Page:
A Treatise on Mystical Love

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A Treatise on Mystical Love

Journal of Arabic and Islamic Studies Monograph Series 1 Editorial Board

Joseph Norment Bell ~Bernt Brendemoen ~Michael G. Carter Agostino Cilardo ~ Kinga Devenyi~ Josef van Ess ~Carole Hillenbrand John 0. Hunwick ~Alan Jones~ David A. King~ Pierre Larcher ~ Stefan Leder Wilferd Madelung ~Alex Metcalfe~ James E. Montgomery~ Bernd Radtke Paul G. Starkey~ Rudolf Vesely~ John 0. Voll ~ Petr Zemanek

A Treatise on Mystical Love Abu :Jl-I:Iasan c Ali b. Mul_lammad al-Daylami

Translated by Joseph Norment Bell and Hassan Mahmood Abdul Latif Al Shafie

Edinburgh University Press

©in this edition Joseph Norment Bell and Hassan Mahmood Abdul Latif Al Shafie, 2005 Edinburgh University Press Ltd 22 George Square, Edinburgh Printed and bound in Great Britain by CPT Antony Rowe, Eastbourne, East Sussex Transferred to digital print 2008 A CIP record for this book is available from the British Library ISBN 0 7486 1915 1 (hardback) ISBN 978 0 7486 1915 3 (hardback) The right of Joseph Norment Bell and Hassan Mahmood Abdul Latif Al Shafie to be identified as authors of this work has been asserted in accordance with the Copyright, Designs and Patents Act 1988.

CONTENTS Acknowledgments Introduction Manuscript title page in English Author's Preface I. On the Chapters of the Book II. May the Word clshq Be Applied to Love for God and from God? III. Preliminary Considerations i. On the Excellence of Beauty ii. On the Excellence of the Beautiful 111. On the Excellence of That Which Is Perceived to Be Beautiful iv. On the Excellence of Love [and Eros] [iv. a.] The Opinions ofTheologians and Scholars on [Eros] v. On the Excellence of the Lover, or the Perceiver of Beauty vi. On the Virtues of the Beloved IV. On the Word Love, Its Derivation, and Its Meanings 1. The Opinions of the Belletrists 11. The Opinions of the Sufi Masters iii. Our Opinion v. On the Origin and Beginning of Love and Eros i. The Opinions of the Divine Philosophers among the Ancients ii. The Opinions of the Astrologers on the Origin of Eros and the Conditions under Which It Is Generated 111. The Opinions of the Physicians on Eros and Love lV. The Opinions of the Theologians on the Origin of Eros and Love and That from Which [They] Are Generated v. The Opinions of the Sufis on the Origin of Eros and Love and That from Which [They] Are Generated vi. Our Opinion VI. On the Essence and Quiddity of Love i. The Opinions of the Philosophers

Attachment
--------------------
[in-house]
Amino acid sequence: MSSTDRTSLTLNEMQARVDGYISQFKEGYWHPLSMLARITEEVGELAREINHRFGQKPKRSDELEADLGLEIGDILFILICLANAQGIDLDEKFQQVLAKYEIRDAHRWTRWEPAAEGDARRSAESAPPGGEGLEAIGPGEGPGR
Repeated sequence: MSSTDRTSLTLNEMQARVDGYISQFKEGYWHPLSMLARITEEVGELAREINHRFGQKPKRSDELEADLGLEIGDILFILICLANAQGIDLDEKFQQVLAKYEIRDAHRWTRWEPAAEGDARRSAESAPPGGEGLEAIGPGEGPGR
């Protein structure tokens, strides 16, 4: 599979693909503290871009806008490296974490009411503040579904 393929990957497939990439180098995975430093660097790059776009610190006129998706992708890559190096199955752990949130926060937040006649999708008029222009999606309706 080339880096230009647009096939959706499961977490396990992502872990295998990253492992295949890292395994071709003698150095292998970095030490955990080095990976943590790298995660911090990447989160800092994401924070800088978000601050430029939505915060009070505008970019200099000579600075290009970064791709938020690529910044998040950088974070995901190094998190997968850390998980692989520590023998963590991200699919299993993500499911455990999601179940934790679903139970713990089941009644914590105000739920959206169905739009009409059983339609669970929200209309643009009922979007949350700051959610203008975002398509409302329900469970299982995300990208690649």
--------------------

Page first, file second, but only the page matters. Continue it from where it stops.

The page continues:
ix Xl

1 5 8 10 11

14 15 16 19 21 21 24 24 27 30 38 38

44 46

49 51 59 65 65









ii. The Opinions of the Theologians on the Essence of Love lll. Statements of the Sufis on the Essence of Love IV. Our Opinion on the Essence and Quiddity of Love v. The Kinds of Love On the Diverse Views People Hold about Love i. Beginning of the Commentary on the Preceding Sentence ii. Section iii. Section IV. Section v. Section VI. Section V11. Section On the Description and Character of Eros i. The Opinions of the Belletrists 11. The Opinions of the Bedouin Arabs On Praiseworthy Love 1. Sayings of the Followers and the Jurists and Religious Authorities Who Came after Them on the Description of Love and Lovers 11. What the Bedouin Arabs Say about Eros iii. The Opinions of the Sufis on the Description of Love IV. Our Opinion On Those Who Disparaged Love for Some Cause i. The Opinion of the Physicians ii. On Those Who Disparaged Love Because They Were Unable to Bear It 111. On Those Who Disparaged Love Because They Had Risen above It On the Effects of Love [and Eros] and Their Signs and Symptoms i. The Opinions of the Philosophers 11. The Opinions of the Theologians on the Effects of Eros and Its Signs 111. What Lovers Have Said about the Signs of Love On the Signs of Love, Including the Sayings ofUnimpeachable Spiritual Authorities among the Mystics and the Righteous